In Tuesday night's primary races, Juneau residents showed a stark contrast to the rest of the state, giving a huge margin of victory to incumbent Gov. Sean Parnell, and giving a strong show of support for fellow Southeast Alaska native Lisa Murkowski.
The city also differed from the state on ballot measures, including decisively rejecting an anti-abortion measure that was approved elsewhere.
Parnell's lead over his challengers in Juneau was dramatic, winning over challengers Ralph Samuels and Bill Walker by 30 percentage points more than elsewhere in the state. Parnell received more than 80 percent of the vote in the capital city.
At an Anchorage press conference Wednesday, Parnell said he appreciated the hospitality his new neighbors had shown him and his wife, as well as the votes they gave him Tuesday.
"Both Sandy and I have been warmly welcomed in Juneau after we moved there once we became governor."
That moving to Juneau may have been key, following the city's rocky relationship with former Gov. Sarah Palin, who moved some top state jobs away from here and lived in Wasilla during much of her term of office.
Juneau residents may have also liked Parnell's policies. He's been a strong advocate of developing a natural gas pipeline under the Alaska Gasline Inducement Act. Top rival Bill Walker wants to abandon that plan, and instead start over with a pipeline to his Valdez hometown.
Most of Parnell's huge lead in Juneau came at the expense of Walker, who polled in single digits in Juneau, 25 percentage points below his statewide tally.
While Walker was Parnell's closest challenger in most of state, former House Majority Leader Ralph Samuels edged out Walker in Juneau with 9.8 percent of the vote in Juneau, compared to Walker's 9.2 percent.
Parnell's new running mate, lieutenant governor nominee Mead Treadwell, actively campaigned in Juneau and ran more than 10 percentage points better in Juneau than he did statewide.
With Republican U.S. Senate challenger Joe Miller holding on to a too-close-to-call lead over incumbent Murkowski, Juneau residents gave Ketchikan native Murkowski a 56-44 lead, five percentage points better than she did elsewhere in the state.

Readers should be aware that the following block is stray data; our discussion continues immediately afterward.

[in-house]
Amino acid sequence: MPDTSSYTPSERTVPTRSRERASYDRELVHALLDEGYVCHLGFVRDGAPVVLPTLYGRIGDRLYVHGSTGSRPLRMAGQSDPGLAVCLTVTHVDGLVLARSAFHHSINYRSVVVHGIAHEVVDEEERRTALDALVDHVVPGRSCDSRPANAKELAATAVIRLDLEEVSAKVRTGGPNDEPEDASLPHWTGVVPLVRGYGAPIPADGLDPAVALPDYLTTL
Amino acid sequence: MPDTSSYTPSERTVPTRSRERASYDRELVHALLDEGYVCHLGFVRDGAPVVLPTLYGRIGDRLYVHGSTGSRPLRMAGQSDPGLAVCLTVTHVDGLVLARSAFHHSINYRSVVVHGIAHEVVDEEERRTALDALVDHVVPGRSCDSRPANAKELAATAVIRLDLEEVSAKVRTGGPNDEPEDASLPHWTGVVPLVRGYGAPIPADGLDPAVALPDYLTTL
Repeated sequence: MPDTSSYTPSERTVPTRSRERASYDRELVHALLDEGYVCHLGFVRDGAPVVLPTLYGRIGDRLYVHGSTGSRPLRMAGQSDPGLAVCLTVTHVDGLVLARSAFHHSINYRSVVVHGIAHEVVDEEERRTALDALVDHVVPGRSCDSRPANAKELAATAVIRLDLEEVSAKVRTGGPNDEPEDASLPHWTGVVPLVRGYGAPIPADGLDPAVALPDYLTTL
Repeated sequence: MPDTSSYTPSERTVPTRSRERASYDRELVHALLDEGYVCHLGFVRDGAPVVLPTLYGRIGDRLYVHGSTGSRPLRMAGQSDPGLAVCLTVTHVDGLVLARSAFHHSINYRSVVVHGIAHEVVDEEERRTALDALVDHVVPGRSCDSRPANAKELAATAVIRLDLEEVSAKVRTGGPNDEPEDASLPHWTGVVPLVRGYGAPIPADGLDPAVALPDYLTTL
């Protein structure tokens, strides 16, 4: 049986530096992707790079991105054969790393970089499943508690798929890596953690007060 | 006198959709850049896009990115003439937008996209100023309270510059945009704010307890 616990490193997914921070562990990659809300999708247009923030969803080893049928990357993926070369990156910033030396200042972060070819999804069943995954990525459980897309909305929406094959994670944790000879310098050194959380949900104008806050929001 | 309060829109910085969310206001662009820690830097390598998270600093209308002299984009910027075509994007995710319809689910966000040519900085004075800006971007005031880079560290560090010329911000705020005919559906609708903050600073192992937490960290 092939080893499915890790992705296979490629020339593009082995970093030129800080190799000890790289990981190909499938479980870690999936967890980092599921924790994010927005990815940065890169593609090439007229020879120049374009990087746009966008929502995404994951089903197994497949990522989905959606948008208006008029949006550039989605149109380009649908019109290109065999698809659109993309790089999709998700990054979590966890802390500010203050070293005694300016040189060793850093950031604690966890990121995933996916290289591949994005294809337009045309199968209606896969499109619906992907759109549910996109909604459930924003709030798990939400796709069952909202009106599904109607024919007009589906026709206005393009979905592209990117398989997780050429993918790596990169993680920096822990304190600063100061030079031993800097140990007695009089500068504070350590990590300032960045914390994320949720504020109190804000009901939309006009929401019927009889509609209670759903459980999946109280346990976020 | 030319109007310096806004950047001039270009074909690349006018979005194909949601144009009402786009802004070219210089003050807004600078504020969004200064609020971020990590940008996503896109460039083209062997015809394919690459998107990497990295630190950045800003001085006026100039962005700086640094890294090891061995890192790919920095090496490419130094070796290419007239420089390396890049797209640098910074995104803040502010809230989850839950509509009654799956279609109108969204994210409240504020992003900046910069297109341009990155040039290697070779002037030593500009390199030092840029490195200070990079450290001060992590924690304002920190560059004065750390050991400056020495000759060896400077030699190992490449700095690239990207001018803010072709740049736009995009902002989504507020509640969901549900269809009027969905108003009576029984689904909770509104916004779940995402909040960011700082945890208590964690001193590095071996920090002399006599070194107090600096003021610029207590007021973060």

Murkowski did well throughout Southeast, winning in every voting district and in nearly every city.
At a Wednesday press conference, Democratic Senate nominee Scott McAdams praised Murkowski's service, and tried to exploit divisions in the Republican party.
"I have admiration for Senator Murkowski's experience and talent," he said. "She deserved a better campaign than what Joe Miller did in a very negative way."
In the Democratic gubernatorial primary, Sen. Hollis French topped statewide winner Ethan Berkowitz 56-44 percent, running 10 percentage points better in Juneau than elsewhere.
The French campaign had been more active than Berkowitz in Juneau recently, with French showing more campaign signs and campaign donations than Berkowitz.
While Berkowitz had been House Minority Leader for years, a position now held by Juneau's Beth Kerttula, French had more recently been in office, including fighting Palin's attempts to appoint residents viewed as Republicans to Juneau's Democratic senate seat vacated by Kim Elton.
Democrat Diane Benson won her party's lieutenant governor nomination with 76 percent of the vote in Juneau, a bit ahead of her statewide effort. Wealthy challenger Jack Powers bought ads but did little campaigning and polled at 19 percent, less than he did statewide. Lynette Moreno-Hinz received 5 percent of the vote.
Juneau residents took a strong stand against a ballot initiative requiring parental notification, with some exceptions, for minors seeking abortions, with 62 percent voting against, compared to 38 percent in favor. That measure passed statewide with 55 percent of the voters in favor.
A ballot measure restricting political activity by those holding government contracts and lobbying by public officials failed with more than 75 percent opposed, compared to 63 percent statewide.
Contact Pat Forgey at 523-2250 or firstname.lastname@example.org.